I remember learning all my Multiplications tables as a child. I could recite them all by rote from a fairly young age. In fact I knew the 'What' long before I knew the 'Why'. As I got older I learned exactly how 6 x 7 and 42 were connected, but for a while it was just a fact I had memorized, no different from knowing the points of the compass or the states of the U.S.
Yesterday in church we were reciting the Apostle's Creed and my mind was wandering. Like the Multiplication tables, the Apostle's Creed is something I know by heart, so my mind was not particularly engaged. I caught myself saying a line wrong simply because I wasn't paying attention.
I declared confidently from the choir loft that 'I believe in.....the communion of sinners'.
My first thought was hoping that the choir mike was not on because I didn't want my mistake being amplified, I wondered whether I could substitute the omitted word into the next line instead '......the forgiveness of saints'.
The word Communion is a polyvalent word - one with many meanings.
1. (often initial capital letter) Also called Holy Communion. Ecclesiastical.
a. The act of receiving the Eucharistic elements.
b. The elements of the Eucharist.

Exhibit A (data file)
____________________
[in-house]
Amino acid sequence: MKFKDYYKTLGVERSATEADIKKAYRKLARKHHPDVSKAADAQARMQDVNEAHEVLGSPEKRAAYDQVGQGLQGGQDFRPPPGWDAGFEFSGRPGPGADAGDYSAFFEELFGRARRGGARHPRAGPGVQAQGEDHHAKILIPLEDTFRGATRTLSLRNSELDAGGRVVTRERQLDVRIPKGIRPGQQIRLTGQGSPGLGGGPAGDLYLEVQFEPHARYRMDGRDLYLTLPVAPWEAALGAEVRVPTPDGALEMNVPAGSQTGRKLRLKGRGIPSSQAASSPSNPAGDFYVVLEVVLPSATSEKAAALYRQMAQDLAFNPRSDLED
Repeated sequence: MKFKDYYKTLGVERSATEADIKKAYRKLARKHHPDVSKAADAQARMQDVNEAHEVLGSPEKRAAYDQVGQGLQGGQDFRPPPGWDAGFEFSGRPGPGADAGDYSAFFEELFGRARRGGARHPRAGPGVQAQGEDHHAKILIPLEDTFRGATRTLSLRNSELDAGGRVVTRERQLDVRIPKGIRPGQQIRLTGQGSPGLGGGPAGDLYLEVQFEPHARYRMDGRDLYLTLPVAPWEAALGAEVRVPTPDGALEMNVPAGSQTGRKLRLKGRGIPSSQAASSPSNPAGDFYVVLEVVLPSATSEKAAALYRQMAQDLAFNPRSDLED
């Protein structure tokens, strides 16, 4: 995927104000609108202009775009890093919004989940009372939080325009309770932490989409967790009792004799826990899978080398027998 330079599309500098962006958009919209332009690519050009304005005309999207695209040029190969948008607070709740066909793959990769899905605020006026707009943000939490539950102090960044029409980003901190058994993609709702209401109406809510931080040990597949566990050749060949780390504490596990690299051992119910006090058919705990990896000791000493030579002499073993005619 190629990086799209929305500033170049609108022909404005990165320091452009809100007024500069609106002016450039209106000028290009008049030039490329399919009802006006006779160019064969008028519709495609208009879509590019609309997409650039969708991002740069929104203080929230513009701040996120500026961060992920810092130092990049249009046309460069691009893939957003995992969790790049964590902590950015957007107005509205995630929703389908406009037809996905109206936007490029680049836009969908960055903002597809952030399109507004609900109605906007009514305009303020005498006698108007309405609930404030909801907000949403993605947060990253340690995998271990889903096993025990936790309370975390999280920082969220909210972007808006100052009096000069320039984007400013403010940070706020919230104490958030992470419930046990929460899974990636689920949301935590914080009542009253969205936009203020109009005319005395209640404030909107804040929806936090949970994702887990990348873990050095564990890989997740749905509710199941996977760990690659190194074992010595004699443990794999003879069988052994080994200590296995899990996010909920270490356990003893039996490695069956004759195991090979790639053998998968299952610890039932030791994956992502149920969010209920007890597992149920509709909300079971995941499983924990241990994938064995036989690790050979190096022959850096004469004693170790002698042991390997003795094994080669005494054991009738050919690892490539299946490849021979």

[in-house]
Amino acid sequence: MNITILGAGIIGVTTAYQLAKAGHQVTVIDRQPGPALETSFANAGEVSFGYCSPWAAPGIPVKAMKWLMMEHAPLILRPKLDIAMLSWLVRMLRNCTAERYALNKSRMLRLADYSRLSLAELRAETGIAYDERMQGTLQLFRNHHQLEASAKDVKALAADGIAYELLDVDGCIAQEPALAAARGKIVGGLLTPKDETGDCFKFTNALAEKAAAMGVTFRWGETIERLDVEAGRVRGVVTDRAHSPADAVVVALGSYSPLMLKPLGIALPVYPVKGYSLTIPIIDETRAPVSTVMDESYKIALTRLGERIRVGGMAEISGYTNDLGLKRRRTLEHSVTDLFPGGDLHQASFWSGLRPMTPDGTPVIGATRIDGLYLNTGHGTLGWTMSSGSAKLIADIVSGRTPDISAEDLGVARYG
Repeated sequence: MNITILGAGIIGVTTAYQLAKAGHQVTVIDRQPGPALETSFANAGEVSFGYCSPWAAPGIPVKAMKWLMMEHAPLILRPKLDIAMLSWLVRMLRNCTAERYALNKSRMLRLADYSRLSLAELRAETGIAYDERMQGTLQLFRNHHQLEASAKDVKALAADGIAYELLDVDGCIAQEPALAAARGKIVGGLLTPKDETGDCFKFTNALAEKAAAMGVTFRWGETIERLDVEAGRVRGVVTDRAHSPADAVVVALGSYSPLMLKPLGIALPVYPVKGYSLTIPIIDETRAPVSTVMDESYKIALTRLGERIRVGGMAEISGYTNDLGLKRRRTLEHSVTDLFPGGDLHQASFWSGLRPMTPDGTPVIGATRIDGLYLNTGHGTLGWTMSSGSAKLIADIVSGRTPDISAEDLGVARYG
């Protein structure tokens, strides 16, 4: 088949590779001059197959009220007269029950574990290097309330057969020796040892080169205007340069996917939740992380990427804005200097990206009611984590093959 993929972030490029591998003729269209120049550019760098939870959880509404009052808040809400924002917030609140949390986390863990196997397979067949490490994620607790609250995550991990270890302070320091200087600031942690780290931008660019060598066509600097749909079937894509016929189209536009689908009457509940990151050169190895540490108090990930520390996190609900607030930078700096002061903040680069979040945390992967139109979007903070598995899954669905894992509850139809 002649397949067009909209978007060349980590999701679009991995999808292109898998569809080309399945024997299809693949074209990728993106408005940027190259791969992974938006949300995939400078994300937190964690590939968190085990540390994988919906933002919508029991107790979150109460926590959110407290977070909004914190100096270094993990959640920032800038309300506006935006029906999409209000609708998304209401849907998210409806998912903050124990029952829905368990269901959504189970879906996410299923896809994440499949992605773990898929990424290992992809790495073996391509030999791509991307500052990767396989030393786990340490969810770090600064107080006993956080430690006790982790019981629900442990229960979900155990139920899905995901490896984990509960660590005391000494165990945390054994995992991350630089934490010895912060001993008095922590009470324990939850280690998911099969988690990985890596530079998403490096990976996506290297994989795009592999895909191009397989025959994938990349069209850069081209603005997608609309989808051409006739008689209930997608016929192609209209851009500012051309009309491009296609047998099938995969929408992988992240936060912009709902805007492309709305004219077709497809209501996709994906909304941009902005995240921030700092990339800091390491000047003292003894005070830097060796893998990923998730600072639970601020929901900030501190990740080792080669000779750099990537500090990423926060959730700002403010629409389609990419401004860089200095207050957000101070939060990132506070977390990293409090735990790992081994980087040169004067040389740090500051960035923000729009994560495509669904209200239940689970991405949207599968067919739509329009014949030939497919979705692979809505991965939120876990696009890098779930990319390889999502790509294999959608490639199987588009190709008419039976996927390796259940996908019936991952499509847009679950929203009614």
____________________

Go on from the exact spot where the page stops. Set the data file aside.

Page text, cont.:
c. The celebration of the Eucharist.
d. The antiphon sung at a Eucharistic service.
2. a group of persons having a common religious faith; a religious denomination: Anglican communion.
3. Association; fellowship.
4. Interchange or sharing of thoughts or emotions; intimate communication: communion with nature.
5. The act of sharing, or holding in common; participation.
6. The state of things so held.
I have experienced the 'Community of Saints' and the 'Community of Sinners'. There is a commonality in knowing that everyone else is as much of a ratbag as you are. Acknowledging everyone's flaws means that I don't place any person on a pedestal. It is also easier for me to be open about my mistakes when I realize that I'm not the only sinner in the world.
There is a commonality in the 'Communion of Saints' as well. In its traditional meaning it refers to a mystical bonding between the Living and the Dead in a confirmed hope and love. But due to the Polyvalent (my word for the day) nature of the word 'Communion', it makes me think of acknowledging everyone's goodness. It means that I don't place anyone beneath me. I see the goldeness in every human being, I acknowledge that everyone bears the fingerprint of God.
'...the forgiveness of Saints' swapped with '...the forgiveness of Sinners' also produces some interesting material for reflection.
I find it very easy to call myself a 'sinner'- so much so that I tend to frequently diminish my own goodness. Wearing the name 'saint' is a lot harder. It feels like it comes with many expectations. Ascribing it to myself feels prideful and presumptuous.
Like Schrodinger's famous cat I exist in two states simultaneously. I am a Saintly Sinner and a Sinning Saint.
All this reflection from misquoting a creed, imagine how much reflection I could get from living it!